Host City: Seoul, South Korea
Venue(s): Indoor Swimming Pool, Olympic Park, Seoul
Date Started: September 19, 1988
Date Finished: September 20, 1988
Format: 3 metre springboard.
After eight dives in the preliminaries defending champion Greg Louganis led China’s Tan Liangde, the 1984 silver medalist, although it was close. Louganis’s ninth dive was a reverse 2½ pike and as he exited the pike into layout, preparing for the entry, he struck his head on the springboard. He collapsed into the water, earned only a total score of 6.30 for the dive, dropping him back to fifth place, and it was not certain he could continue. Before the 10th dive he received several stitches from US team doctor James Puffer. He came back on dive 10, a reverse 2½ with 3½ twists, and received scores between 8.0 and 9.5. He moved up further on the final dive, placing third in qualifying, with Tan placing first. Tan had played Alydar to Louganis’s Affirmed over the years, but he had beaten him twice earlier in 1988 and was looking for gold in Seoul.
But it was not to be. Louganis led most of the finals, except after the fourth dive, when he briefly dropped behind with a poor dive. But he regained the lead after round five, and held it for the gold medal, winning by almost 26 points. His ninth dive was a reprise of his reverse 2½ pike which he performed well, scoring 8.5s from all judges. Tan had to settle for a silver medal repeat, and in 1992 he would three-peat with a third silver on springboard. Tan also won silver on springboard at the 1986 and 1991 World Championships, having the poor timing to compete in the same era as Greg Louganis.
More drama occurred over the next few years. In 1995, Louganis came out as gay, which had been suspected, and also revealed that he was HIV-positive, and had been so at the time of the Seoul Olympics. Only a few people knew this at the time, including his coach, Ron O’Brien, but Dr. James Puffer did not. Louganis had been concerned that his head injury in Seoul had possibly contaminated the water and risked infecting other divers, although the dilution by the water, and the chlorine in the water, obviated that possibility. Both O’Brien and Puffer tested negative for HIV.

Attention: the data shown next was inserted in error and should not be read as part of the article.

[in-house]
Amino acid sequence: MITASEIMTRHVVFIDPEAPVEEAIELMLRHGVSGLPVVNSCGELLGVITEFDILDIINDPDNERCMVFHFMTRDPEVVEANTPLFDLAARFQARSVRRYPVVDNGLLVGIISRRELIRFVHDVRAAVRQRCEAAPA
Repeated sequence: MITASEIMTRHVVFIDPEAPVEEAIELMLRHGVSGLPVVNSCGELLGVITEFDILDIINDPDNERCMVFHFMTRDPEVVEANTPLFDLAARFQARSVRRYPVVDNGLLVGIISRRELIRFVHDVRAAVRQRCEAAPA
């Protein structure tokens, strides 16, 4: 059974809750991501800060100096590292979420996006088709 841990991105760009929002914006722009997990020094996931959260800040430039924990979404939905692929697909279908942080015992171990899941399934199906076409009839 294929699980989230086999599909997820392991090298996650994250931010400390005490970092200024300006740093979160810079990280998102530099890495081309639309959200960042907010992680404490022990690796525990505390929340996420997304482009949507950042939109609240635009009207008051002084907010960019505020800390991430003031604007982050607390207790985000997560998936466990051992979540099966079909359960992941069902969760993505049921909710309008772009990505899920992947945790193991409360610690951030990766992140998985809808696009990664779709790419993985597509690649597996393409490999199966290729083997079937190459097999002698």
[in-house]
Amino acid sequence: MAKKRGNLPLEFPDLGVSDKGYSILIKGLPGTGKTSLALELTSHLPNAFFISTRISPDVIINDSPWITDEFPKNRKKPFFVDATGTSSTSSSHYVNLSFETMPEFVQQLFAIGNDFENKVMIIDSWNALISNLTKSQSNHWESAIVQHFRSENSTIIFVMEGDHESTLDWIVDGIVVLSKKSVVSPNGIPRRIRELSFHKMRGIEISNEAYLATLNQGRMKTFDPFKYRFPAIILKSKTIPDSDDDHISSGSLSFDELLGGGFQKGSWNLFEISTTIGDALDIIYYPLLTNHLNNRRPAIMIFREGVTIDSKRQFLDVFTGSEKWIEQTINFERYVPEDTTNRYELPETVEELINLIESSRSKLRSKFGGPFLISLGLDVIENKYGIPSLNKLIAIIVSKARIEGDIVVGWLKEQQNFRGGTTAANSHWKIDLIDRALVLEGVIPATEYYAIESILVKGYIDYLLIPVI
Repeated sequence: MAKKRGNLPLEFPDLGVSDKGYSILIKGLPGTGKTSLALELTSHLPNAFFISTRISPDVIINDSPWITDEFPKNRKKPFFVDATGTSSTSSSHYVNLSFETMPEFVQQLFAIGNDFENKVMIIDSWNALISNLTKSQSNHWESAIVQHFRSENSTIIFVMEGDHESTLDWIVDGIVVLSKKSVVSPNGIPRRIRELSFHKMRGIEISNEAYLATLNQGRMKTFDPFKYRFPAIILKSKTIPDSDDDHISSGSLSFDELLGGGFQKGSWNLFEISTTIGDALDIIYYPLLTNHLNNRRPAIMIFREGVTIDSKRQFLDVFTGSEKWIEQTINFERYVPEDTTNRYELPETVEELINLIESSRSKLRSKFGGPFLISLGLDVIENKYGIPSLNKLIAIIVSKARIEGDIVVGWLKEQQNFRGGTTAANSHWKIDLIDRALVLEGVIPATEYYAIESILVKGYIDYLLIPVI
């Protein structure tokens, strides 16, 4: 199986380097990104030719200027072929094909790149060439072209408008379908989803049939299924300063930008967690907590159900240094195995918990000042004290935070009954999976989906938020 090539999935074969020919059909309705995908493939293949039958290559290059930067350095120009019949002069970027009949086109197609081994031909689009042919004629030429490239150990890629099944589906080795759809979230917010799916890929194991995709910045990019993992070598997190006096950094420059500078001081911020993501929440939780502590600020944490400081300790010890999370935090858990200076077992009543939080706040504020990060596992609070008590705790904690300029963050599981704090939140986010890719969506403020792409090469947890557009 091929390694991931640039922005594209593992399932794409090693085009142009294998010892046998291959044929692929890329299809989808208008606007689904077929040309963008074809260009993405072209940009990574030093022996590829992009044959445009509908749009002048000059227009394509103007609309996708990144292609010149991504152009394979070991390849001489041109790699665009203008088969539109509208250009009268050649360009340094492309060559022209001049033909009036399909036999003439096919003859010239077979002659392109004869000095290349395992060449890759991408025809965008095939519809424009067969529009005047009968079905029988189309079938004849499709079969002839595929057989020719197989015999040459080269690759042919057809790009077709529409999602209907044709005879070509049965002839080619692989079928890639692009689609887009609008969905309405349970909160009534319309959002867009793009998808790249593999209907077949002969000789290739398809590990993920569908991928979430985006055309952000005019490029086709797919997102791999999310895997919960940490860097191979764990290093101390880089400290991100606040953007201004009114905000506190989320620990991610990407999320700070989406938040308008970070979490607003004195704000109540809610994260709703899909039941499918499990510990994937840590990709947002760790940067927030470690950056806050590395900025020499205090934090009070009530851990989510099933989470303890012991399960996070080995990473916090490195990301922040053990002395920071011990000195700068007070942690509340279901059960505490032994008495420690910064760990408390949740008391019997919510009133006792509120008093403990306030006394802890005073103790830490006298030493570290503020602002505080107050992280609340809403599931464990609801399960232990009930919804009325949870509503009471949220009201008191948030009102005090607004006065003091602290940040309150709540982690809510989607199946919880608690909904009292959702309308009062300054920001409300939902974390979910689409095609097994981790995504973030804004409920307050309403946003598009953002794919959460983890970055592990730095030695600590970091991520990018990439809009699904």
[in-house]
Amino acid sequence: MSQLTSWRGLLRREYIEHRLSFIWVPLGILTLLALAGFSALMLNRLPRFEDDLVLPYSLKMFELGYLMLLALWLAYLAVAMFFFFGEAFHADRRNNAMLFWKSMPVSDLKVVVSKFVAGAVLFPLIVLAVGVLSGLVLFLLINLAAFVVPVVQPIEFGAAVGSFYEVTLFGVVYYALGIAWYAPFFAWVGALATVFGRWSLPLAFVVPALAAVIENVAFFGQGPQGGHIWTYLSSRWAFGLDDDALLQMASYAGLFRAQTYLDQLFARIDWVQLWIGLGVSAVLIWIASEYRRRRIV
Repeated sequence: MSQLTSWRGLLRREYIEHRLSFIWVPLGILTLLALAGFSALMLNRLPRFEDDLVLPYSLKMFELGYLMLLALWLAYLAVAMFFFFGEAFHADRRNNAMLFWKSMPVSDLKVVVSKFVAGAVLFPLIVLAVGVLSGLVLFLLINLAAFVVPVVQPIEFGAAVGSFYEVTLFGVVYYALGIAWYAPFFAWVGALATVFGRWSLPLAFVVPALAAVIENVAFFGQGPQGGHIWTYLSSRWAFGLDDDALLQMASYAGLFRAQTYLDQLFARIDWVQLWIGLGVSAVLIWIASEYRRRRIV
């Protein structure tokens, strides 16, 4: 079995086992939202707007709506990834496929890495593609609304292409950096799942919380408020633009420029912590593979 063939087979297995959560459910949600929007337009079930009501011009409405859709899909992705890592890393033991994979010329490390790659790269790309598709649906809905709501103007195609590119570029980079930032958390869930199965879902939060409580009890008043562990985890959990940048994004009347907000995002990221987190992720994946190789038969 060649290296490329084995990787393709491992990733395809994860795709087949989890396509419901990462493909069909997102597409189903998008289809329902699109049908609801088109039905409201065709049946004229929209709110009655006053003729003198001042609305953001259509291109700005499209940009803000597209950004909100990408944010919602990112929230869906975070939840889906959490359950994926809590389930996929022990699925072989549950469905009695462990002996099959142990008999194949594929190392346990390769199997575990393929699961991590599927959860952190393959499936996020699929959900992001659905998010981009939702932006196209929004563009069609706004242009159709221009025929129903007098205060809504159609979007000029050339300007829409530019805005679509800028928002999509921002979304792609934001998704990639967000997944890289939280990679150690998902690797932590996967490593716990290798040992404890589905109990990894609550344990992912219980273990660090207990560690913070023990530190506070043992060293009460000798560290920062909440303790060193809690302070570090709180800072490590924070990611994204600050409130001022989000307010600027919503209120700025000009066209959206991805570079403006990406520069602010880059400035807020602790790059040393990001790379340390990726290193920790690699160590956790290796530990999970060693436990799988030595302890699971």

A few days later, Louganis would win the platform gold medal, completing the diving double-double, to replicate the feat of Pat McCormick from 1952-56.
|1||Greg Louganis||28||United States||USA||Gold|
|4||Albin Killat||27||West Germany||FRG|
|5||Mark Bradshaw||26||United States||USA|
|10||Aleksandr Portnov||27||Soviet Union||URS|
|12||Valery Goncharov||22||Soviet Union||URS|
|13 QR||Massimo Castellani||26||Italy||ITA|
|14 QR||Joakim Andersson||17||Sweden||SWE|
|15 QR||Tom Lemaire||28||Belgium||BEL|
|16 QR||Piero Italiani||26||Italy||ITA|
|17 QR||Larry Flewwelling||23||Canada||CAN|
|18 QR||Isao Yamagishi||22||Japan||JPN|
|19 QR||Erich Pils||22||Austria||AUT|
|20 QR||David Bédard||22||Canada||CAN|
|21 QR||Willi Meyer||23||West Germany||FRG|
|22 QR||Juha Ovaskainen||26||Finland||FIN|
|23 QR||Graeme Banks||19||Australia||AUS|
|24 QR||Jérôme Nalliod||22||France||FRA|
|25 QR||José Miguel Gil||17||Spain||ESP|
|26 QR||Graham Morris||24||Great Britain||GBR|
|27 QR||Tomasz Rossa||21||Poland||POL|
|28 QR||Russell Butler||20||Australia||AUS|
|29 QR||Bob Morgan||21||Great Britain||GBR|
|30 QR||Abraham Suárez||20||Ecuador||ECU|
|31 QR||Majed Al-Taqi||18||Kuwait||KUW|
|32 QR||Lee Seon-Gi||23||South Korea||KOR|
|33 QR||Christopher Honey||26||Barbados||BAR|
|34 QR||Tang Kei Shan||26||Hong Kong||HKG|
|35 QR||Wong Kin Chung||23||Hong Kong||HKG|